As quarter-lifers, when we don’t know much about things, we tend to reach into the farthest depths of our minds, extract a few minor details, and generalize, often inaccurately, from there. In some areas, such as school, this is looked down upon. In others, like our first full-time jobs, we found it often worked out okay. And in food, this practice comes in handy when we host and attend theme parties.
We love choosing themes for dinner parties and party parties—and we think the best theme parties actually embrace generalizations. Say “Siberian,” and hopefully vodka will flow all night; think “Mexico,” and you can be sure they’ll be tacos, a piñata, and cerveza–maybe tequila, too. Themes bring out creativity, and while accuracy doesn’t gain you many points, enthusiasm does.
Here are our step-by-step recommendations for how to plan the perfect theme night.
**Tips and Tricks**
Pick a Theme. When dinner is involved, themes often stem from certain types of cuisines. This is a great place to start. Many ethnic theme nights also correlate with holidays throughout the year, so if you are craving dumplings, and it is January, perhaps wait until the end of the month to host a Chinese New Year’s party. Same goes for Irish in March and Mexican in May. Holidays like St. Patty’s and Cinco de Mayo that naturally call for certain cuisines make having a theme party to celebrate nearly obligatory.
Google it. We trust your creativity will get you far when it comes to brainstorming ideas for your theme night. But when in doubt, rely on google. You’ll be amazed by how the internet’s ability to free associate matches that of your quirky brain. Be careful: googling certain themes will often lead you to year-round Halloween supply stores, and you might not be able to resist buying those wholesale boas in bulk for all your guests or a full-blown safari outfit for yourself. (See more on attire below).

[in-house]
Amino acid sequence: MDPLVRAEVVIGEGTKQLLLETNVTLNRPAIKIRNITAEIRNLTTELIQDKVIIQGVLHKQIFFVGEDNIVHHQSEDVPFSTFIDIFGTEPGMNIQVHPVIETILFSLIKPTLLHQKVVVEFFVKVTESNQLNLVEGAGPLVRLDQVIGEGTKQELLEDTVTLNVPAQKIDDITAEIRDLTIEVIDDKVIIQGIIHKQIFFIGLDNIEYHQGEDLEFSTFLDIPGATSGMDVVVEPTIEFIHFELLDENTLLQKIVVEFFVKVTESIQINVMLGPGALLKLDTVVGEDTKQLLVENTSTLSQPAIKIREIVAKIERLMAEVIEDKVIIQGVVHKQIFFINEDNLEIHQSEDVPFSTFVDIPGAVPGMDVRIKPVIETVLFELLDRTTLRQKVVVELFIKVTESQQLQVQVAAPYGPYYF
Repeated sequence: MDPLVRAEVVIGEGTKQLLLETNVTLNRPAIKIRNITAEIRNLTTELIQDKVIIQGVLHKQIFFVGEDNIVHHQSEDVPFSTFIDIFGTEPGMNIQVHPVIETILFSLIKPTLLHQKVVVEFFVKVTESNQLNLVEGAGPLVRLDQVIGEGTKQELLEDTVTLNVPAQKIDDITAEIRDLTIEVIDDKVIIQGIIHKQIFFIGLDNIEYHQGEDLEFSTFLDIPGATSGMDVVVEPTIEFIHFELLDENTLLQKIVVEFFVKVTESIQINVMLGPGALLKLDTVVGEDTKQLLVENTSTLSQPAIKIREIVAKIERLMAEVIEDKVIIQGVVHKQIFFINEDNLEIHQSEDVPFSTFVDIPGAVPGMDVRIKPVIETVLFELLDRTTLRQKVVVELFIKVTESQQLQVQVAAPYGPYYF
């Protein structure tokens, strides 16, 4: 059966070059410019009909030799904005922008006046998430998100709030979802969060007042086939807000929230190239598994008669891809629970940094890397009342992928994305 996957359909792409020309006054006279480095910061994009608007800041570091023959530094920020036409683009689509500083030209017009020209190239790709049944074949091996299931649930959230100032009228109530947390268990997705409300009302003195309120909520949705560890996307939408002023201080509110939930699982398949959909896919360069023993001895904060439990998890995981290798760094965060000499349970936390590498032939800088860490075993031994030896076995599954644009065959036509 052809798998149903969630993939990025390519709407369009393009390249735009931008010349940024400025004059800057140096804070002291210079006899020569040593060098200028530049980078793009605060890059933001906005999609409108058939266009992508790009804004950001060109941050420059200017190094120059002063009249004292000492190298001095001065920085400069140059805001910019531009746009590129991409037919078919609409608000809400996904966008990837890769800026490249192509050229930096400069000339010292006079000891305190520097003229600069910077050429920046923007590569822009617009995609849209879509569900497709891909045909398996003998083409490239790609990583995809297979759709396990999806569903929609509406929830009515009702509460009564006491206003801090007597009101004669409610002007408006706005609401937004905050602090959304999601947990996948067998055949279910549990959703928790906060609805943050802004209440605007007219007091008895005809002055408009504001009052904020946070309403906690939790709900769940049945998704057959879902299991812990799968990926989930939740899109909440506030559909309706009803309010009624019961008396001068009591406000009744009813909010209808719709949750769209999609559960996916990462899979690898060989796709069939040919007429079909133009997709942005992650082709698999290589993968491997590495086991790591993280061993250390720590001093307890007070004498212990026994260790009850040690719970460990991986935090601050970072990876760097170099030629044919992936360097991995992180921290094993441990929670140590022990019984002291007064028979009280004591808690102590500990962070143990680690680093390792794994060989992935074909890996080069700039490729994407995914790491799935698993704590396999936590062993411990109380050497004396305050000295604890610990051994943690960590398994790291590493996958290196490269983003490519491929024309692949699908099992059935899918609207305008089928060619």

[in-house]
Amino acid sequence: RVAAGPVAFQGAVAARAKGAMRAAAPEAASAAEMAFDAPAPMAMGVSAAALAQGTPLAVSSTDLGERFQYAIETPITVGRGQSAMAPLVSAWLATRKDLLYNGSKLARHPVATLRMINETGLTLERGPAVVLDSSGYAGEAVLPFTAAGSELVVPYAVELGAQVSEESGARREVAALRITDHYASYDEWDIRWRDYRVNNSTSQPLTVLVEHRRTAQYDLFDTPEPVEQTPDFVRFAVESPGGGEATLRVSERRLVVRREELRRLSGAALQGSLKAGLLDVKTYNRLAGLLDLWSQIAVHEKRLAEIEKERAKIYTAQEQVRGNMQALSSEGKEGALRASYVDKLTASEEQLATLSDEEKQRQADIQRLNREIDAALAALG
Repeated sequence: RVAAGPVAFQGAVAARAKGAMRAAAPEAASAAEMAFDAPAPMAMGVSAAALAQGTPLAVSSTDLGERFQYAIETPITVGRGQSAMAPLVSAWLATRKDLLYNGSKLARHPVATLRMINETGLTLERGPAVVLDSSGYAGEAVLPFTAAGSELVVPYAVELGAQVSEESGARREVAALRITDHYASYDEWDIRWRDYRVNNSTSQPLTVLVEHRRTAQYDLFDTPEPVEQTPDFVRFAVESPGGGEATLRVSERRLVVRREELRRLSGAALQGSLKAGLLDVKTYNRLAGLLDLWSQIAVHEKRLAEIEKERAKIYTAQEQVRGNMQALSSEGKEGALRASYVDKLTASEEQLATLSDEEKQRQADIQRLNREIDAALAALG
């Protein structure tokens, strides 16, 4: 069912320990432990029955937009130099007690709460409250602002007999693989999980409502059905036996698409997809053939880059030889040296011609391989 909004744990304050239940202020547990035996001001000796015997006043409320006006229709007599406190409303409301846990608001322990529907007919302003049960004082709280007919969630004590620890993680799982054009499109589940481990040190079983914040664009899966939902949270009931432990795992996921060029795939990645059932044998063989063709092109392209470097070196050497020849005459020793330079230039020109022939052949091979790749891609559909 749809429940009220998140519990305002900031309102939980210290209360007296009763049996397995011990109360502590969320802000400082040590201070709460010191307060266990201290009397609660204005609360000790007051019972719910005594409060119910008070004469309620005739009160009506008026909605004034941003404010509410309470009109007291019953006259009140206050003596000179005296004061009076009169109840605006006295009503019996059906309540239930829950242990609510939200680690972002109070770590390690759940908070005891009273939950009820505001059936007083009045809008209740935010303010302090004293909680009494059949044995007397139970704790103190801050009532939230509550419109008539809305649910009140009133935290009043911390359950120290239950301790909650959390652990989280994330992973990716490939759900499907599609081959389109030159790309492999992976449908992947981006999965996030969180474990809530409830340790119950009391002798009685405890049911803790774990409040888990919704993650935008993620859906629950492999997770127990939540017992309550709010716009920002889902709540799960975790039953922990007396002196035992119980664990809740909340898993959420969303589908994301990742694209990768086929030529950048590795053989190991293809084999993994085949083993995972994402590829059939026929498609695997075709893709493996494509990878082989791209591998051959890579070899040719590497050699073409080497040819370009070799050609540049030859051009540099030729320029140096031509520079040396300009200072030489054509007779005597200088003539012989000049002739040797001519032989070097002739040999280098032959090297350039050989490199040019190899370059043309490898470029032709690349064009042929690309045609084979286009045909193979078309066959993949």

Decide If It Is a Dinner Party or Party Party. Start with how many people you will be inviting to dinner. Theme parties are among the most fun dinner parties we have, and often we invite over a large group and set up the meal buffet style. It can also be fun to make the themed meal a massive potluck, like our friend Evan did for his Mexican-themed birthday party. These occasions blur the line between dinner party and party party. But if you only want to have four people over, there is no reason why you shouldn’t host a themed dinner. We’ve been known to dress up in full Mad Men get-ups–pencil skirts, blouses, and the like–and go to an intimate dinner, where the liquor flowed in Mad Men-esque proportion. Big or small, you are entitled to get as festive and outrageous as you want.
Design the Invite. Especially if you are keeping the group small, designing an invite that is special and themed, gets your guests in the proper (excited!) mood for the evening ahead. We love Paperless Post. As far as email invitations go, it still feels more along the lines of getting a handwritten card in the mail, and they have ample layouts and icons to fit your theme.
Dictate Attire. We love dressing up. And it makes us really yearn for our college years, when going to vintage stores and buying the most puffy, glittery 70’s disco dress we could find was a standard practice. While a Mexican potluck might not be the time to ask your friends to dress up (though you could provide sombreros), if you are hosting, say, an Olympic potluck party, everyone should be implored to dress up as their country or athlete of choice, in addition to bringing a dish from that land.
Buy Decorations. Don’t underestimate the power of a tchotchke. A few decorations go a long way in getting people pumped about a theme. When Phoebe’s friend Hallie hosted an Outlaw Theme Night, she picked up a few toy guns and cowboy hats and let her guests get into character from there. If you live in New York, Party City is a great resource—just don’t go crazy!
Favorite Theme Night Menus. If you are new to theme nights, try starting with one of the ideas below!